And if no progress is made to develop higher education, some fear that South Sudan will continue to suffer from the brain drain that President Salva Kiir claims he wants to end. "Over the past decades, South Sudan has lost its best- educated people to other countries, and many fled during the war," he said in August last year.
Khaled says that 4,000 South Sudanese students are still studying overseas and that some of them receive government support to do so. Some people, however, argue that this money should be spent on developing South Sudan's own academic institutions and research activities.
New public universities have been opened recently - including Northern Bahr El Ghazal, Torit and Western Equatoria; and more are expected. The president himself opened a new administration building at Akec's University of Northern Bahr El Ghazal on 15 March, thereby giving it his seal of approval. The vice-chancellor is nevertheless sceptical whether his institution will see any benefit from the governmental budget because the higher education minister, Peter Adwok, argues that it was opened by Sudan without the blessing of South Sudan's government.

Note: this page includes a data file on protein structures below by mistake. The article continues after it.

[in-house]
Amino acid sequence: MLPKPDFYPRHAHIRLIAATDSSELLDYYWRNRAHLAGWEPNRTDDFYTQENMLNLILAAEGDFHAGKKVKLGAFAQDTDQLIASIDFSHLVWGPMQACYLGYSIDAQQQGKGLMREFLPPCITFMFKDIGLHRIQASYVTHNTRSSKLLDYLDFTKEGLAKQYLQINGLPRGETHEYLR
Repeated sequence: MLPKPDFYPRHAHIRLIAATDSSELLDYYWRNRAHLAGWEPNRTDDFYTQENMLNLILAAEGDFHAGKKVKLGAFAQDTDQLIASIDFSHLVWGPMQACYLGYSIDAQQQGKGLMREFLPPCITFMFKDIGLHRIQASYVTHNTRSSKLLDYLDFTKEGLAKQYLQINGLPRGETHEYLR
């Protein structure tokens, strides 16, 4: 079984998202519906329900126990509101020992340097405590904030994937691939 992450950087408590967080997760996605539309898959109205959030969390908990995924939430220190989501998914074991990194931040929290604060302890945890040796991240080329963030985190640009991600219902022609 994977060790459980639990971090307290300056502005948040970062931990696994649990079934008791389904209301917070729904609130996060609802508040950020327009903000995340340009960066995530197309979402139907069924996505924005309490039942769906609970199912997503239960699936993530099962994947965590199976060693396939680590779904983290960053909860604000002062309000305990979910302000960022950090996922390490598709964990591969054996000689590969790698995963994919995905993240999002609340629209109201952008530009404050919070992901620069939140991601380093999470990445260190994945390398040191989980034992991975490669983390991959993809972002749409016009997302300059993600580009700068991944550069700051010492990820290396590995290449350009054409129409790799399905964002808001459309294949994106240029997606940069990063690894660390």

'Fradulent' private providers shut
State scrutiny of the sector looks set to remain keen. According to the Paris-based independent news website Sudan Tribune, earlier this month the minister announced the immediate closure of all privately owned learning institutions.
Adwok said that a ministerial committee had decided that standards at the institutions, including a number calling themselves universities, were too low to allow them to keep their licences.
Referring to private providers' "fraudulent fleecing of South Sudanese citizens", Adwok said he wanted to "transform the education system from quantity to quality. This is not to deny people the right to education, but we want our people to be highly educated in a correct and legal way."
Kiir's administration appears to have recognised that education is the basis for the creation of social and economic prosperity in the new state. It remains to be seen whether it will provide South Sudan's public higher education sector with the financial and staffing resources, infrastructure and quality students it needs to carry out that task.